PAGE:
Overfeeding during early pregnancy in ewes compromises pregnancy establishment and/or embryo survival. To determine whether high feed intakes after ovulation alter the secretory dialogue between the conceptus and the endometrium, 24 embryos (8-16-cell) from ewes fed maintenance rations were synchronously transferred in singleton on Day 3 of the cycle (oestrus, Day 0) into the uterus of ewes receiving a high or low plane of nutrition from Day 0 (n = 12 ewes per group). Embryo survival and conceptus growth were assessed on Day 16. At this time, pregnancy was maintained in 11 of 12 recipient ewes per group and conceptus mass was not influenced by nutritional plane (637+/-48 v. 583+/-72 mg for high and low groups respectively). Conceptus and endometrial tissues were cultured separately for a further 24 h in vitro in the presence of [H-3]leucine. There was no quantitative difference between nutritional treatments in the incorporation of radiolabel into proteins synthesized and secreted by the conceptus or endometrium. Secretion of ovine trophoblast protein-1 was also similar in both groups. Peripheral progesterone concentrations were significantly (P < 0.05) lower throughout the luteal phase in recipient ewes on high v. low intakes after ovulation. This effect was independent of ovulation rate which was 3.1+/-0.40 and 2.6+/-0.25 corpora lutea for high and low groups respectively.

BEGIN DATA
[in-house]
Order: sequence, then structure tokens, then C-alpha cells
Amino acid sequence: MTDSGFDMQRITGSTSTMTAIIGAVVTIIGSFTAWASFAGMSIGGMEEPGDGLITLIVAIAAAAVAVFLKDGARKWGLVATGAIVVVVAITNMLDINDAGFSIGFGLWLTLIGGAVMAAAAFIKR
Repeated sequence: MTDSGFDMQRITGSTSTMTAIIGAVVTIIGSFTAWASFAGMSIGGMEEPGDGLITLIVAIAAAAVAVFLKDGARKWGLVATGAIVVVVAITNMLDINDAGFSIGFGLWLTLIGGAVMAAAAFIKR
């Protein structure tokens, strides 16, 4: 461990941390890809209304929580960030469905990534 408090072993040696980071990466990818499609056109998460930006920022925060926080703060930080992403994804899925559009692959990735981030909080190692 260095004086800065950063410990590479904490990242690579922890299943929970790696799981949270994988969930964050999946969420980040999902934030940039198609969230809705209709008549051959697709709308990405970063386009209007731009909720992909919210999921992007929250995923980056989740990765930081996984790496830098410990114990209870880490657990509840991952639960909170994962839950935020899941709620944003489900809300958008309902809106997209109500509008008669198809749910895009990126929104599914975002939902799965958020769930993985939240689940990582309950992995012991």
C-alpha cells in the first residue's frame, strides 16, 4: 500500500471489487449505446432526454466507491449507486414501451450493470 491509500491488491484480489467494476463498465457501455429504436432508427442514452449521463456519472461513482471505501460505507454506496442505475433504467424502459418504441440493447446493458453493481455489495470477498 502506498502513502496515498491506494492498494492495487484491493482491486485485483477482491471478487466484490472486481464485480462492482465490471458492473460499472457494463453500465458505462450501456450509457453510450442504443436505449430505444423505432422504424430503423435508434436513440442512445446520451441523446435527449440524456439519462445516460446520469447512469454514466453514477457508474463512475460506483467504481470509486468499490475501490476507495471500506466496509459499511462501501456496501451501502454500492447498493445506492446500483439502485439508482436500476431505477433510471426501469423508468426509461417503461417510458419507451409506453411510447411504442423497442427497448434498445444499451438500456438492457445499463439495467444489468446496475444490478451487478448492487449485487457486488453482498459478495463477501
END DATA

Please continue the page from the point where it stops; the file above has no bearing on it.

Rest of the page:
A high plane of nutrition after ovulation did not influence embryo survival and development in vivo or luteotrophic protein secretion in vitro despite a reduction in peripheral progesterone concentrations. These results imply that, if a high feed intake affects embryo survival, either it has to reduce progesterone concentrations below those measured in the current study or it acts before the embryo enters the uterus or after the embryo has successfully overcome luteolysis on Day 16 of the cycle.
|Number of pages||7|
|Journal||Reproduction, Fertility and Development|
|Publication status||Published - 1994|
- EMBRYO SURVIVAL
- ENDOMETRIAL FUNCTION